American Elephants

Disaster relief here, there and elsewhere. Be very glad to be an American. by The Elephant's Child

Cyclone Nargis aftermath

When Cyclone Nargis hit Myanmar (Burma) on May 2 with winds up to 120 mph, the US Navy sailed to offer aid, as did the world’s major relief organizations. Estimates of the number of dead ranged from 77,000 to 110,000, with as many as 220,000 missing and 2.4 million severely affected. The inability of farmers to plant rice seeds in time for the growing season is a major concern. Losses of cattle and water buffalo suggest future famine. The military junta ruling Myanmar has been reluctant to accept any aid, provoking deep frustration from relief organizations.

Nearly a month after the cyclone hit, fewer than one in three victims of the storm had been reached with aid. There were reports of supplies confiscated by the government and re-labeled to show that they came from the Myanmar government. The government did allow a limited number of U.S. Air Force C-130s to fly in supplies from Thailand. They have allowed 116 flights of water and other relief supplies to Yangon. By June 10, the Government of Burma reported granting visas to 911 relief workers and authorizing 569 to work in affected areas, and issued guidelines to follow. Some organizations reported being turned away at police checkpoints, and lack of access continues to prevent needs-driven approaches to relief operations.

The junta is particularly sensitive to allowing U.S. helicopters, which would highlight the American effort in a country where the people have been taught that the U.S. is a hostile aggressor. Washington has been a leading critic of the junta for its poor human rights record. Stories deeply critical of that record seep out from many sources.

It’s worthwhile to think back to a January 2, 2005 report by a Dutch diplomat who traveled to Banda Aceh to see the reality on the ground following the Asian tsunami on December 26, 2004.

The US military has arrived and is clearly establishing its presence everywhere in Banda Aceh. They completely have taken over the military hospital, which was a mess until yesterday but is now completely up and running. They brought big stocks of medicines, materials for the operation room, teams of doctors, water and food. Most of the patients who were lying in the hospital untreated for a week have undergone medical treatment by the US teams by this afternoon. US military have unloaded lots of heavy vehicles and organized the logistics with Indonesian military near the airport. A big camp is being set up at a major square in the town. Huge generators are ready to provide electricity. US helicopters fly to places which haven’t been reached for the whole week and drop food. The impression it makes on the people is also highly positive; finally something happens in the city of Banda Aceh and finally it seems some people are in control and are doing something. No talking but action. European countries are until now invisible on the ground. IOM staff (note; this is a USAID-funded organization) is very busy briefing the incoming Americans and Australians about the situation. (emphasis in original)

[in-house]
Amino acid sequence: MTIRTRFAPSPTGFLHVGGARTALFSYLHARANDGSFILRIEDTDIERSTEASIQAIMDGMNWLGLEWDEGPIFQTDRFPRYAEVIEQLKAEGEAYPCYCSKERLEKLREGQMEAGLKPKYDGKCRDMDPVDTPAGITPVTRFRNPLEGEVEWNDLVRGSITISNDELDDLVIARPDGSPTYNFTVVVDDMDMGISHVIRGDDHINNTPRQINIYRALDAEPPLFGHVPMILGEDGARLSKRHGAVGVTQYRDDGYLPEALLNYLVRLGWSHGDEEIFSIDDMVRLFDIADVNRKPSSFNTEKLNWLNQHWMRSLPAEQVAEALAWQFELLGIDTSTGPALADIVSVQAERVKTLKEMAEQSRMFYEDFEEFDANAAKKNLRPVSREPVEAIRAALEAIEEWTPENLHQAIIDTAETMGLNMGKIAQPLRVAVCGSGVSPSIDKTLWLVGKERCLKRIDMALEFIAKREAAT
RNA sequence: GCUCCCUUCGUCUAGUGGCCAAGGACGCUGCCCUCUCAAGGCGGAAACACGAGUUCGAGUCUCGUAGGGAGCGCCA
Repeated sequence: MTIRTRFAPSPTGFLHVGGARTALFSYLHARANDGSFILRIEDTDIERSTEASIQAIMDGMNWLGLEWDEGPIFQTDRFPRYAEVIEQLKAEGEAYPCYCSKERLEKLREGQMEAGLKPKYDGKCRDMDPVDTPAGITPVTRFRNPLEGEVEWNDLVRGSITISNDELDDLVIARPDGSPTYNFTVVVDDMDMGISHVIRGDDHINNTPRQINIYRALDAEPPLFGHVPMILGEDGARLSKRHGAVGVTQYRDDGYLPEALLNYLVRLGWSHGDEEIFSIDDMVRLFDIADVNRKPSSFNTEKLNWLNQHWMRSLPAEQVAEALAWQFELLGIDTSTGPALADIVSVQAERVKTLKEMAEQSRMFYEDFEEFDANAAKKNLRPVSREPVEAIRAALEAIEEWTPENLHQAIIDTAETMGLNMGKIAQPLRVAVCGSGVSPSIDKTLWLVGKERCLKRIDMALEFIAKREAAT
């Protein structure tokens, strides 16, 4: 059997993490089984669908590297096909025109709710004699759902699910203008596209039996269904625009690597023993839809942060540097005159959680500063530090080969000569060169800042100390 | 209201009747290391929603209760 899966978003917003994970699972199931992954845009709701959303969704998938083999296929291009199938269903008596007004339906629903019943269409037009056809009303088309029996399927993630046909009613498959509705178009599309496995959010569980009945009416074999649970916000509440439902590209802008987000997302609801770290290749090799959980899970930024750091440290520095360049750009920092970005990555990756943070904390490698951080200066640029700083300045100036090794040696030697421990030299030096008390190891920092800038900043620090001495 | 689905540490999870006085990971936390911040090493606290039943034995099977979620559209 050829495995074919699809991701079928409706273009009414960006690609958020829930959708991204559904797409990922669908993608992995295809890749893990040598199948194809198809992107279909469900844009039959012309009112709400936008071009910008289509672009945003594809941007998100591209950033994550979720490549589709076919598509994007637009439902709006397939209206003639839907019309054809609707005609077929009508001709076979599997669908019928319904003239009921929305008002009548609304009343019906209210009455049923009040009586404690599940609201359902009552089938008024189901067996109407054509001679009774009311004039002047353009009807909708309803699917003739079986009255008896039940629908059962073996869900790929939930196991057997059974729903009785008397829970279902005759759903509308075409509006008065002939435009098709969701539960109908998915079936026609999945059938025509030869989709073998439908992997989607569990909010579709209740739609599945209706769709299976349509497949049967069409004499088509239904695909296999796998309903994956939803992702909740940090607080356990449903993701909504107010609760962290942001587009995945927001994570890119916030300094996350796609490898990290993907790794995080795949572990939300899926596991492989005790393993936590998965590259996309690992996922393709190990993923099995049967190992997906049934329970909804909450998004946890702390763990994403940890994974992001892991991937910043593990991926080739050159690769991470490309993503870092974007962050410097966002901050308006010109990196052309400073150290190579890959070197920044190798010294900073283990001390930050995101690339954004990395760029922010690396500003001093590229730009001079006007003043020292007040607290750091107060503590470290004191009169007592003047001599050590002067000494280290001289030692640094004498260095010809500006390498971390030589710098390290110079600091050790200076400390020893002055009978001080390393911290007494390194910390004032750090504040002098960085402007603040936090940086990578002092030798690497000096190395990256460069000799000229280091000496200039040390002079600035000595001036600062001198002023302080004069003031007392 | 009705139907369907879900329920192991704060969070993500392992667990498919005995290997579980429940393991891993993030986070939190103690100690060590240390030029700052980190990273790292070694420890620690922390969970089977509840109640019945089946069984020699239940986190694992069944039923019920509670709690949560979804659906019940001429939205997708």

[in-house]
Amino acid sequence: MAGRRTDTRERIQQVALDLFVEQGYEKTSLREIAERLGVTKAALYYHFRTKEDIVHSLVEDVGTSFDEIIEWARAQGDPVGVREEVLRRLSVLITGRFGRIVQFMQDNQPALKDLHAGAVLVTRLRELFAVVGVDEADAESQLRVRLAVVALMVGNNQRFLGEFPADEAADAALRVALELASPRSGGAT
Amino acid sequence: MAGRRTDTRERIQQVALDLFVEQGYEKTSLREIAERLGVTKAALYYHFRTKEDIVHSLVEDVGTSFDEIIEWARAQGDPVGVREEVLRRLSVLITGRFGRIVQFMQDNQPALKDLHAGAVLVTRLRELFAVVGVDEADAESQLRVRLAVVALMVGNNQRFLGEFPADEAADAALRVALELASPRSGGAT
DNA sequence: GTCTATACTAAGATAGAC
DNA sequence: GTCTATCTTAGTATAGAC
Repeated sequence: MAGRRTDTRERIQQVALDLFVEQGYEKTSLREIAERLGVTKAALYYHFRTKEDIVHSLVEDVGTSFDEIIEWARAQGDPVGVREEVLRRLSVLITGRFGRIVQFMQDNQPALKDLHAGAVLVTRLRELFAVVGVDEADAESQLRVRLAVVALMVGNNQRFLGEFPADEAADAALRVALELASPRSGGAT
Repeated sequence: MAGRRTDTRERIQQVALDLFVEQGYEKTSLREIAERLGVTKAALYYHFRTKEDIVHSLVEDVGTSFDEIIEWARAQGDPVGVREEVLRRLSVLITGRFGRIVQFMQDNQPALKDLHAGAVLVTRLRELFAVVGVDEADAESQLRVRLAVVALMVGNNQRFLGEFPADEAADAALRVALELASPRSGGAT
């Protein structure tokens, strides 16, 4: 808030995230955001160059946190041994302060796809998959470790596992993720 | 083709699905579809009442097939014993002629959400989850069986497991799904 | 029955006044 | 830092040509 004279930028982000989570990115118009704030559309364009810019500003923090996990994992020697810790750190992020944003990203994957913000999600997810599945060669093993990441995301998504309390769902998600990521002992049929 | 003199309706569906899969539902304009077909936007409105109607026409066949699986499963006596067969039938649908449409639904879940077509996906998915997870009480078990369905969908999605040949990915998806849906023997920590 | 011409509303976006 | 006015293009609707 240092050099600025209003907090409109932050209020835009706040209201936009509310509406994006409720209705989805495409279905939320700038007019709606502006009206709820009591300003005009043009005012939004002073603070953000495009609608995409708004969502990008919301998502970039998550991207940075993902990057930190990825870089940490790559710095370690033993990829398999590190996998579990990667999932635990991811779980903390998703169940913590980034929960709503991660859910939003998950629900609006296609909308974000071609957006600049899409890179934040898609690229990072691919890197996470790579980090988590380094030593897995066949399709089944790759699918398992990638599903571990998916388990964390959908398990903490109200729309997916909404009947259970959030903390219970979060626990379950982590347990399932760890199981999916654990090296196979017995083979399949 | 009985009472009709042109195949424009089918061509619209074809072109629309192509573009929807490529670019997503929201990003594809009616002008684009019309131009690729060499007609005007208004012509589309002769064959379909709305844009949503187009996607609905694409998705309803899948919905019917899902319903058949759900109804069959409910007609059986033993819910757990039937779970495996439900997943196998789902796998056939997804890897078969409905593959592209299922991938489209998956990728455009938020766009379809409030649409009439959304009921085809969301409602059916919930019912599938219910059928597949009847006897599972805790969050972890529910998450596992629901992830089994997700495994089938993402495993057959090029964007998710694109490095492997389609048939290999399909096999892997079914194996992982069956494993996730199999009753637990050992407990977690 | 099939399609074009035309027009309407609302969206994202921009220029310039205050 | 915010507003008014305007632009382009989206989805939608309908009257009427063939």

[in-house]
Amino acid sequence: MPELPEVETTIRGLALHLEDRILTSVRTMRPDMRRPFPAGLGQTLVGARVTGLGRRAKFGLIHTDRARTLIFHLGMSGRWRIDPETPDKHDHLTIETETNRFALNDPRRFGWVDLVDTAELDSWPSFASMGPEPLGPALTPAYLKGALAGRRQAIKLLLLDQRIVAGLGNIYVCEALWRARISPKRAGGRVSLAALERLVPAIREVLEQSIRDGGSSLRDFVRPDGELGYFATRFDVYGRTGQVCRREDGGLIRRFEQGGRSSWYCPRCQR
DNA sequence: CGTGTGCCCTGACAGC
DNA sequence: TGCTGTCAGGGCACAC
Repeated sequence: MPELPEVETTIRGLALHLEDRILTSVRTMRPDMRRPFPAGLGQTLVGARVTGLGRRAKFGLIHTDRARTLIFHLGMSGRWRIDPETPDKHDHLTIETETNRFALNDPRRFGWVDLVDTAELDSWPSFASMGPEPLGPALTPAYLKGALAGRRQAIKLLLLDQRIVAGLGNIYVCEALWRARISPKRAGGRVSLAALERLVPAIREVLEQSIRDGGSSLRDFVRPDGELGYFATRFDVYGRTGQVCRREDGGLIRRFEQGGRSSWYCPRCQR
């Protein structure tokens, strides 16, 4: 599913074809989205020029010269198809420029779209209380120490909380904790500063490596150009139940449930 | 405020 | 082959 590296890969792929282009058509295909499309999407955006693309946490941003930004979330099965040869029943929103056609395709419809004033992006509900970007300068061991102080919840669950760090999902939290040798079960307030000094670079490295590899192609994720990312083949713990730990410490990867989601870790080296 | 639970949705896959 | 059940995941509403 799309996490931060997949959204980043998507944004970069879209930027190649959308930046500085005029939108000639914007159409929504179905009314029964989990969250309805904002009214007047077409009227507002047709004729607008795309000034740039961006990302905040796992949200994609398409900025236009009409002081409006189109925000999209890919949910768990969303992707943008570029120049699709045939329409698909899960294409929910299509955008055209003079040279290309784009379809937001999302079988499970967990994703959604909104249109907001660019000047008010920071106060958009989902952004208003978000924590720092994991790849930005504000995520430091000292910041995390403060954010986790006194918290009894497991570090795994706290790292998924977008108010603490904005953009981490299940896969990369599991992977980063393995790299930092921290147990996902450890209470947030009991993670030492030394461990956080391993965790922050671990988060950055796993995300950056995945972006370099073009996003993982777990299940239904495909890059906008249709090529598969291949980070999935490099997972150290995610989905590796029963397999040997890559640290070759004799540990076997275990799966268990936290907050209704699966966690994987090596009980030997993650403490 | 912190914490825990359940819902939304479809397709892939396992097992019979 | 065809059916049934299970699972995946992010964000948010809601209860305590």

The US, Australia, Singapore and the Indonesian military have started a “Coalition Co-ordination Centre in Medan to organize all the incoming and outgoing military flights with aid. A sub-centre is established in Banda Aceh.

The US Navy finally sailed away from Myanmar on Thursday June 5th. leaving behind an offer of 22 helicopters and including an offer to allow Myanmar officials aboard all helicopters to monitor their routes and to unload relief supplies.

Yes, yes, I know. No culture is any better than any other. All must be considered equal.

ADDENDUM: The excerpt is from the account by the Chief Diplomad who observed the tsunami aftermath from Banda Aceh, and reported his daily observations at It is a wonderful website to browse around, in January of 2005, to get a glimpse of disaster relief and how it works or not.

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